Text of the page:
DR. MURRAY LEE EILAND
ARCHAEOLOGIST
UNIVERSITY OF DAMASCUS

 

 











 

Problems of Islamic Heraldry (cont.) 3 BACK
 

Islamic Chess?

Another charge that needs some explanation is the 'chessboard' blazon on Figure 5

     Figure 5
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(potsherd, National Museum of Arab Art, Cairo, drawn from Mayer 1933, pl. X: 12). As far fetched as it would at first appear, it may have a relationship to a game, and a likely candidate is chess. No one is sure where or when chess was invented.  Scattered references in various languages have been used to support one culture or another. China and India, with long literary histories, emerge as likely candidates.  What is certain is that it was a game known during the Sasanian Empire (AD 250–650), as well as among the early Arabs. There are scattered literary references suggesting that chess was a popular game in the Islamic world. In AD 638 Caliph Omar sanctioned the game, and in 643 Omar b. al-Khattab (father-in-law of Muhammad) questioned if chess was consistent with Islam. In 655 Caliph Ali Ben Abu Talib forbade chess (Golombek 1976). To date the earliest known chess pieces are dated to the 6th to 8th century.  They were recovered at the site of Afrasiab, near Samarkand in modern Uzbekistan, although at that time the region was firmly in the Iranian sphere (Keene 1990). It is interesting to note that the date may lie on one side or the other of the Islamic conquest. Whatever the case there is no doubt that the game was known in the Islamic West. Arab chronicles note that they took the game of "shatransh" from the Iranians, who knew it as "chatrang." The latter game was  played on an un-checkered board with 8 x 8 squares, with two opposing armies of 16 pieces each. While the pieces used in the game changed over time, the arrangement of the field of play remained stable over time and space. Pieces changed over time and culture, and at least in Islamic lands, there may have been reluctance to use graven images:

Since the Koran strictly forbade all the believers to handle figures in any shape or form, it is not surprising that when chess did became known, the legitimacy of the game among the Arabs was suspect because of its image association, and it was only after many years of debate that the judicial decision was reached. It was finally decreed that the game of chess was perfectly legitimate provided that chess pieces used were of simple geometric shapes, and that the game was not played for the purpose of gambling. “...(Islamic) chess pieces can be of simple form and yet pleasing to the eye; the have a delightful symmetry, they are well balanced” (Mackett-Beeson 1968, 71).

Mackett-Beeson here assumes that as the game of chess was invented after Islam, there would be no direct prohibition in the Koran. As a result playing chess would raise issues about images as well as gambling.  Assuming that both concerns were addressed, the game was legal.  Yet there is no material evidence in the form of early Islamic chess pieces that can lend credence to this theory. Other scholars find no difficulty in the form of chess pieces, at least in some Islamic cultures:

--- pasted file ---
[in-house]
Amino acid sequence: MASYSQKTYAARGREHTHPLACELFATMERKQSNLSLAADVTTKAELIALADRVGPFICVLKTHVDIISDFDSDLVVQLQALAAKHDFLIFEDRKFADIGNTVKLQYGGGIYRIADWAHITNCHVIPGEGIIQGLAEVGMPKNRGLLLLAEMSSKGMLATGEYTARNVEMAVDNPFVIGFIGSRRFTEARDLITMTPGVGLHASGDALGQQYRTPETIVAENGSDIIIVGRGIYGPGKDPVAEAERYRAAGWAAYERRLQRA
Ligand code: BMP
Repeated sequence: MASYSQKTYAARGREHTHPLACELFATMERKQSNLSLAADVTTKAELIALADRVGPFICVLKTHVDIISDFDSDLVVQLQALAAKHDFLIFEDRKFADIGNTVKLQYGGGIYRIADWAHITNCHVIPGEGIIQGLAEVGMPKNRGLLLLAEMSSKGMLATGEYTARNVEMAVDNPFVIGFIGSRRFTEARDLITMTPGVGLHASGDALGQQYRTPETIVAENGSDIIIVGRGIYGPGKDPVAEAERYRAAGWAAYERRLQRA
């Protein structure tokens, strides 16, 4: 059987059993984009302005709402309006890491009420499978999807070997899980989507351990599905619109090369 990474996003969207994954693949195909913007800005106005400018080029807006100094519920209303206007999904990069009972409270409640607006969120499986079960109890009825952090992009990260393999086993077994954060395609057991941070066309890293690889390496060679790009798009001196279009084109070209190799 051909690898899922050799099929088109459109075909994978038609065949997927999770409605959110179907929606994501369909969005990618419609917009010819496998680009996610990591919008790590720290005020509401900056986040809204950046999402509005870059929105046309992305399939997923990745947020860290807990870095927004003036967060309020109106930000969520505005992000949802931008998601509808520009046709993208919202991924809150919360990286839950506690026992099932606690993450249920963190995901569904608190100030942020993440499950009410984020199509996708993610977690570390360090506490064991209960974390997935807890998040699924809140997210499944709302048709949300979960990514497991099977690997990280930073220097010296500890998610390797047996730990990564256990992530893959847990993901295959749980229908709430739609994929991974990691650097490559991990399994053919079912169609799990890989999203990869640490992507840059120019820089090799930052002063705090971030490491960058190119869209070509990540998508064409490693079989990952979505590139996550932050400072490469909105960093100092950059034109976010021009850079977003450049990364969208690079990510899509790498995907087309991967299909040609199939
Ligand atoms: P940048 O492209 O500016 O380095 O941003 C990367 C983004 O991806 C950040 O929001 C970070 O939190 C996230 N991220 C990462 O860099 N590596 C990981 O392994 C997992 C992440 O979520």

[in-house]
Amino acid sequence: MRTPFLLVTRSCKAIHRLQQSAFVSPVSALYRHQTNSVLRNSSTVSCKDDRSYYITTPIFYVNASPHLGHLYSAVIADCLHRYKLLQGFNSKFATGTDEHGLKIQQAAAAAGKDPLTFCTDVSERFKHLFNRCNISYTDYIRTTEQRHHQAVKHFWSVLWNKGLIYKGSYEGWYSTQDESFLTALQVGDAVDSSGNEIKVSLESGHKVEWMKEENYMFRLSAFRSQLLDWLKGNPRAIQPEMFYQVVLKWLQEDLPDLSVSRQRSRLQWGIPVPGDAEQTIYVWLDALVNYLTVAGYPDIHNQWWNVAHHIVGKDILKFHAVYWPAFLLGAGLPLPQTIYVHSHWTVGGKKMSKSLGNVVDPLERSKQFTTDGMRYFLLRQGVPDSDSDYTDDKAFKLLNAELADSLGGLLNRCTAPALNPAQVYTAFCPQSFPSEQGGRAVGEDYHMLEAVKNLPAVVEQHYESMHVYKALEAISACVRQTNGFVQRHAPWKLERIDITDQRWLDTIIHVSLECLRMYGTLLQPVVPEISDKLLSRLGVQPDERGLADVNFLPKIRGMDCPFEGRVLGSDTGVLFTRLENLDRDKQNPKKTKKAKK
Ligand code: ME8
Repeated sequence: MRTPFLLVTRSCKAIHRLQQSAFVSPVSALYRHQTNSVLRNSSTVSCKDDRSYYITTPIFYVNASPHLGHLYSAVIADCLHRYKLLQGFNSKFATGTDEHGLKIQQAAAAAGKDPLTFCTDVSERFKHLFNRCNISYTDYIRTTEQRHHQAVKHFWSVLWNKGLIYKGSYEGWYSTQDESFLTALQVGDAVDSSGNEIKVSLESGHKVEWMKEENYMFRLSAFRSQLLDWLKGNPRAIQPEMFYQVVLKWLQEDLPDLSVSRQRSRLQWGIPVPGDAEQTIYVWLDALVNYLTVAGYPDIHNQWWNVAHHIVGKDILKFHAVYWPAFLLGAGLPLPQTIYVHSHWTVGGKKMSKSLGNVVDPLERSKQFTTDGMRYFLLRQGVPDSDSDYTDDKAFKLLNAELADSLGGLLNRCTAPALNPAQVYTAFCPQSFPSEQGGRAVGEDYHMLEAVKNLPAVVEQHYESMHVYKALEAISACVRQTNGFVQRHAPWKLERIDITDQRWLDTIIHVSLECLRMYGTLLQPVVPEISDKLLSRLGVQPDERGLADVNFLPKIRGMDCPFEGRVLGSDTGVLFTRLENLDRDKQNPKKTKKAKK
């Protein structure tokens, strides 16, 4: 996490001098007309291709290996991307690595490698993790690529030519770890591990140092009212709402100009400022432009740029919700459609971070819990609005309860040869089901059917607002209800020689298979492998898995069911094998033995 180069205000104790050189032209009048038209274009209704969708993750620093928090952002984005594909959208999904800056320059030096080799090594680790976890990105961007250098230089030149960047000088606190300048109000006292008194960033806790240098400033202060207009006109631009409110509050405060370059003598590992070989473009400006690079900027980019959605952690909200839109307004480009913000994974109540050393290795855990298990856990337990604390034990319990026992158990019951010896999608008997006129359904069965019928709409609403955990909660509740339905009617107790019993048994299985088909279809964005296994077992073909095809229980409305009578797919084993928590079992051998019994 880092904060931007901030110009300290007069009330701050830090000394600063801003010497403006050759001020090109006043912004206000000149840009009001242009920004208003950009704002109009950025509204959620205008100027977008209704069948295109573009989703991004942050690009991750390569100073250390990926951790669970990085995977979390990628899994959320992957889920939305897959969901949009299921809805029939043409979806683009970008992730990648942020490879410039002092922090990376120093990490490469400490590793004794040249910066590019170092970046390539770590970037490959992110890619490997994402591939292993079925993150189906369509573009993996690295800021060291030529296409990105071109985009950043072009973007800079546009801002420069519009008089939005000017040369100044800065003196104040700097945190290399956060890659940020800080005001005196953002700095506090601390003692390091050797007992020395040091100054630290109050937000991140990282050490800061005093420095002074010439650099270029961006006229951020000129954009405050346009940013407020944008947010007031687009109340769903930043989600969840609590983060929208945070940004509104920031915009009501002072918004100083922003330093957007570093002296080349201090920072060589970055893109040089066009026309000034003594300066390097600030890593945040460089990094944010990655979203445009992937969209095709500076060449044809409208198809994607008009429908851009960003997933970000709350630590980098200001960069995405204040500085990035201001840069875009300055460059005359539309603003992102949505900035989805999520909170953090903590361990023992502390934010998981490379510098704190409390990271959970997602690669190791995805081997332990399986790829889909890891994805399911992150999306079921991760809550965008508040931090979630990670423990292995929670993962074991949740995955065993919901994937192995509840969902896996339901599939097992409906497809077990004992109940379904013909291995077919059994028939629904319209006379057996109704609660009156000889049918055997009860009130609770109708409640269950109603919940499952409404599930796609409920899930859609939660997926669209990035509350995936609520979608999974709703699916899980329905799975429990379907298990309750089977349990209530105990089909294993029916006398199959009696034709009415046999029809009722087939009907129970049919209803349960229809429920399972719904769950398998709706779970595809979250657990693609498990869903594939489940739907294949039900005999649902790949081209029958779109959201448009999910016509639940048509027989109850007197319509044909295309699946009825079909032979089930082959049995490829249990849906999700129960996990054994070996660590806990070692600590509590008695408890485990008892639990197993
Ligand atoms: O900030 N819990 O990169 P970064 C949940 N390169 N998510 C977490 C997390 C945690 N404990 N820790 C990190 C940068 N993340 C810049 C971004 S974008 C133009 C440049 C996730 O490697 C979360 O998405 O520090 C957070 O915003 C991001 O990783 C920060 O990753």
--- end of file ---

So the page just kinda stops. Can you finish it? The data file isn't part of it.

The Sunnite Muslim sees a prohibition of carved chess-pieces which actually reproduce the King, elephants, horses etc., in the prohibition of images. Persian commentators, however have explained the term as referring to idols, and the Shi'te and Moghul chess-players have no objection to using real carved chessmen. The Sunnite player on the contrary will only use pieces of conventional type in which it is impossible to see any resemblance to any living creature
    (Murray 1913,188).

Again, the passage above is based on fragmentary information. The situation as it exists today may be quite different from that of the past. Without detailed material evidence it is almost impossible to write the history of the game. Yet if one thing can be taken from this rather contentious discussion, it is that the pieces themselves may have been prohibited.  If the game were to be represented it would have to be without portraying the pieces.  This only leaves a representation of the board as an option. In many ways the board is the most important element of the game. The lack of chess pieces does not preclude playing, as they can easily be represented by pieces of paper, as is done in various countries today.

A great difficulty in suggesting that this blazon is a chess board is that chess boards from India and Iran did not apparently have white and black squares. The evidence is admittedly fragmentary, yet there are a number of reasons why there were pieces and squares of different colours. The first is that one had to tell the difference between identical pieces. This is particularly the case if paper players were used.  Yet in the latter case the colour of the squares would be obscured. Perhaps boards did indeed have coloured squares much earlier than is currently assumed. Perhaps the blazon has nothing to do with chess and represents another game. Indeed, it is even possible that the blazon is something else entirely. Only with further information can the issue be resolved.

 

 

 

 


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